What is Espresso?

WRITTEN BY: Equator Coffees

Despite lots of things being labeled as “espresso,” there’s actually no such thing as an “espresso bean,” chocolate-covered or otherwise. Espresso is one of only two things: a brewing method, or the beverage made with said brewing method.

Made in a specialized machine, espresso is brewed by exerting barometric pressure to force heated water through a densely packed puck of coffee. The method results in a highly concentrated coffee drink that is rich in flavor, has a thick and syrupy texture compared to filter coffee, and exhibits the signature sweet crema atop the shot. 

 

The Origins of Espresso

Demand for coffee was growing in the early 20th century. As the popularity skyrocketed, so did the wait times for customers in busy cafes. In search of a faster way to get coffee into the hands of eager patrons, the pressure was on for Italian inventors to design a machine that could prepare coffee quickly and consistently.

The answer, in the end, was pressure. The earliest machines relied on steam to create the forces necessary to quickly force hot water through tightly packed ground coffee, and created a drink that we likely wouldn’t recognize as espresso today. But they did what they claimed to do, which was make the coffee fast and reduce wait times. 


Pulling The First Shots of Espresso

It wasn’t until after World War II that Achille Gaggia, an Italian cafe owner, incorporated a lever that would increase the pressure in the brewing process. If you’ve ever heard the phrase “pulling a shot,” this lever is where it comes from. During the brewing process, the barista pulled the lever to get the internal pressure up to a level that not only made a much better tasting shot, but also introduced the espresso shot’s signature crema—the sweet, golden foam that sits atop the shot and is a sure sign of a fresh, well-pulled shot of espresso. 


Modern Day Espresso

Surprisingly, not a lot has changed about the espresso machines you find in cafes today. The manual-pull lever is gone in favor of a motorized pump that regulates the pressure, and manufacturers have introduced other small innovations that have improved the consistency and reliability of the machines. Otherwise, we’re pulling shots in the same basic fashion as that fateful day when the Gaggia machine first produced a shot with crema. 

What has changed since then is the coffee itself. 


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What Are The Best Espresso Beans? 

In truth, any coffee can be prepared on an espresso machine and turned into a shot of espresso. But that doesn’t mean every coffee should be. 

Though there’s technically no such thing as an espresso bean, there are roast profiles that make for a better shot. Around here we call them our espresso roast profiles, and they consist of intentionally applying heat to roast coffee to highlight its best qualities when brewed as an espresso. 

The concentrated way espresso is served results in very intense flavors. A light roast coffee with a sparkling, effervescent acidity as a pour-over may make for an intense and bright shot of espresso—too intense sometimes. For a more classic espresso flavor profile, it’s common to extend the roast time to help subdue some of the acidity, encourage caramelization of sugars, and release lipids that give the resulting shot a full body.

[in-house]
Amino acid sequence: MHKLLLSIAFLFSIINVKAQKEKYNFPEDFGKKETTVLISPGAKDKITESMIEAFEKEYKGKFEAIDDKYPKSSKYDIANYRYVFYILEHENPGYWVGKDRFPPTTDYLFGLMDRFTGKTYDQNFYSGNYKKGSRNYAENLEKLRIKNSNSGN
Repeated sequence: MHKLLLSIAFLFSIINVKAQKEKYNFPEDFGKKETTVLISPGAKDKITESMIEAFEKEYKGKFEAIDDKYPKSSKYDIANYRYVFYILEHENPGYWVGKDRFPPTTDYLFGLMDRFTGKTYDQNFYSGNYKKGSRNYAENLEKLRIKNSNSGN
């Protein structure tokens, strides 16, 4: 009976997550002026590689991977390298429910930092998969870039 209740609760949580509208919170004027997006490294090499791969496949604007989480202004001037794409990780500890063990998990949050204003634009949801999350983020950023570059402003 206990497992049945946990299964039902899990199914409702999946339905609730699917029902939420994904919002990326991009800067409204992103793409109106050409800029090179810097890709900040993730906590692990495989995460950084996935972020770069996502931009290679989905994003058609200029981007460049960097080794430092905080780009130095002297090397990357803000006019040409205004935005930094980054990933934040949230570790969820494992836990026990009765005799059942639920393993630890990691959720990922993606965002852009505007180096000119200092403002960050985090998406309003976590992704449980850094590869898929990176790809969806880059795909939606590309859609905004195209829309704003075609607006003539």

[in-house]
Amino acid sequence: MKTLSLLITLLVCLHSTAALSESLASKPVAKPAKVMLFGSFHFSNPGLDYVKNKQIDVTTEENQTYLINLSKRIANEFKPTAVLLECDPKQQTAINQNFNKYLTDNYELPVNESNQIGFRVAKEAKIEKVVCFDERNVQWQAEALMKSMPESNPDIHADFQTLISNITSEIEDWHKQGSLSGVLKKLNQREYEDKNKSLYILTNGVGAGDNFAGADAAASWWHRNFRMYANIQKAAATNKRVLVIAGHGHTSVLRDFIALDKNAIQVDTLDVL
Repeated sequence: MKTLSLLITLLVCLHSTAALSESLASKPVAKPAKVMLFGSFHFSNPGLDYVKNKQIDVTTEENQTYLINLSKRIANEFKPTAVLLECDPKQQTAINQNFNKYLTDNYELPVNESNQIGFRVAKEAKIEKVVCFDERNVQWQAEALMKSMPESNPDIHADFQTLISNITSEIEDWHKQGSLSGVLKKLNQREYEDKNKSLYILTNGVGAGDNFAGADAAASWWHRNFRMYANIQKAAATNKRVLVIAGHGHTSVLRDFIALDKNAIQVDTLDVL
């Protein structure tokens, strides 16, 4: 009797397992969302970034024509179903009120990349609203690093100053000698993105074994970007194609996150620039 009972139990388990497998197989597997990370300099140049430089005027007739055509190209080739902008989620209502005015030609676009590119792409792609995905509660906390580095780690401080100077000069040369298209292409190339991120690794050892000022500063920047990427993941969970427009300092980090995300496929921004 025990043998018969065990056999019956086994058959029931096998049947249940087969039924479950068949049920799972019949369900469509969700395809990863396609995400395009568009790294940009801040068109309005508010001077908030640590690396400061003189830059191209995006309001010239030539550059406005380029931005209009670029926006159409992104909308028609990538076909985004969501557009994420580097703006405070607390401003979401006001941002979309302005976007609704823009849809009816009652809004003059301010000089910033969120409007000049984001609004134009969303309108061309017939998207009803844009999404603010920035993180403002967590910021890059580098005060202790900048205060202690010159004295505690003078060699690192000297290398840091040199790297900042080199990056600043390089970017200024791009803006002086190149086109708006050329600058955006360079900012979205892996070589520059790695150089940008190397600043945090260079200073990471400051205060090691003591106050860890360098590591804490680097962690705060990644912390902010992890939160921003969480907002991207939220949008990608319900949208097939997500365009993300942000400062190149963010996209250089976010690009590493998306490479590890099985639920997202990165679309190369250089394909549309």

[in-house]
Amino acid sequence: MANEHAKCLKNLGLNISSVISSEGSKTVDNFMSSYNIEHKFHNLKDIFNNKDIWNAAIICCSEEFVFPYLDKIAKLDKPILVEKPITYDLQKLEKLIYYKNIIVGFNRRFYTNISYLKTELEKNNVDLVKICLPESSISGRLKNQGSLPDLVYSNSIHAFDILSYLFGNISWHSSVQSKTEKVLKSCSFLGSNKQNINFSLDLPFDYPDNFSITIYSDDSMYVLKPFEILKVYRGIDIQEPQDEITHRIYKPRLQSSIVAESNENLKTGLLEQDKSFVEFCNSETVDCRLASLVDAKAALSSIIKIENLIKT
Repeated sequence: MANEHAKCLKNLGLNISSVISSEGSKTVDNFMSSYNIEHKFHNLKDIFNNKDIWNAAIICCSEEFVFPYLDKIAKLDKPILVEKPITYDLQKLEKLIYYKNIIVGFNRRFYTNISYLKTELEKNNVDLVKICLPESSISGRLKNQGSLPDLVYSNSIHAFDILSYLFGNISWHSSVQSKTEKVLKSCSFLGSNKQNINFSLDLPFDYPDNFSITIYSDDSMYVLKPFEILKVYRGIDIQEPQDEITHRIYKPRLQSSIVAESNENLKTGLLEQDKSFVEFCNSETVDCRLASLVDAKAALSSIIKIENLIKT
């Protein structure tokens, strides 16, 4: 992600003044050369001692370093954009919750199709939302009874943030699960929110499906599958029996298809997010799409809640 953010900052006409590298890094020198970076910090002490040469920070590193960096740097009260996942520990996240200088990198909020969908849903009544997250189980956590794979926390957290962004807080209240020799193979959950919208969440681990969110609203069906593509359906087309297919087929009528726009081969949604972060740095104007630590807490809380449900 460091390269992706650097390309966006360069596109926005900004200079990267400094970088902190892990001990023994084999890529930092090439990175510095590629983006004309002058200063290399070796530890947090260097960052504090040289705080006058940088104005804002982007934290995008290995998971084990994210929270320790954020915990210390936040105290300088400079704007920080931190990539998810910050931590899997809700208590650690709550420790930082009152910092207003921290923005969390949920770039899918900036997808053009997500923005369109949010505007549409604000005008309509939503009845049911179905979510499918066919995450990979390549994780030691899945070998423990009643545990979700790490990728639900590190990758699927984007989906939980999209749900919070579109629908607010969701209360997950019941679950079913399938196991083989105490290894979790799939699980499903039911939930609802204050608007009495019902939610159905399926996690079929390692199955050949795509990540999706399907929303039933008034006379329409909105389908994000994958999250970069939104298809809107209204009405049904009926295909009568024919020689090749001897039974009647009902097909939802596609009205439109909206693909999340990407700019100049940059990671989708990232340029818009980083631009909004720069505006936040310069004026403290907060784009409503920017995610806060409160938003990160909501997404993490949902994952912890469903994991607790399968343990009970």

Just like roasting any coffee, we’re striving for balance in the cup, and different brew methods bring out different levels of the different flavors of coffee. So we’re always tweaking our roasting times to get the balance just right. 

 

The Espresso Roast Profile

It takes some experimentation to get the right roast profile for any espresso on the roaster’s part. And finding your own personal favorite can take some effort on your part. 

Take our Ethiopia Ardi and Colombia Cerro Azul Enano. Both make for an exceptional shot of single origin espresso and cup of pour-over with the same light roast profile. But with our Jaguar Espresso, we like a classic espresso roast profile that’s a little longer and helps express the rich and chocolatey flavors along with a lot of viscosity. 

Our job as specialty coffee roasters lies in that experimentation, and in searching for the perfect balance for every different lot of beans we source. That search means finding the perfect roast profile that will balance the inherent acids, fats, and sugars to create the sweet, rich, and complex flavors in your favorite coffees.


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Espresso and You 

There’s something we love about being handed a freshly pulled shot of espresso, made just for us, right when we ordered it, brimming with that fresh, rich crema on top. Next time you’re at one of our cafes, ask our baristas what’s on the espresso menu for the day and enjoy one for yourself to be a part of the time-honored tradition. We promise you won’t regret it.

 

Fun Espresso Facts

  • Espresso roast profiles often produce a mellow and more developed cup of coffee when brewed as filter coffee, so it’s worth a try when you’re looking for something less intense
  • Though the practice has declined with specialty coffee roasters in recent years, espresso blends commonly contained robusto in addition to arabica beans to up the caffeine content, resulting in the common misconception that a shot of espresso contains more caffeine than a cup of filter coffee
  • The Italian government has regulations set forth that a shot of espresso must fulfill to be officially considered true espresso
  • The Italian word espresso roughly translates to English as “express” and was named so because of the remarkable speed at which a shot could be brewed to order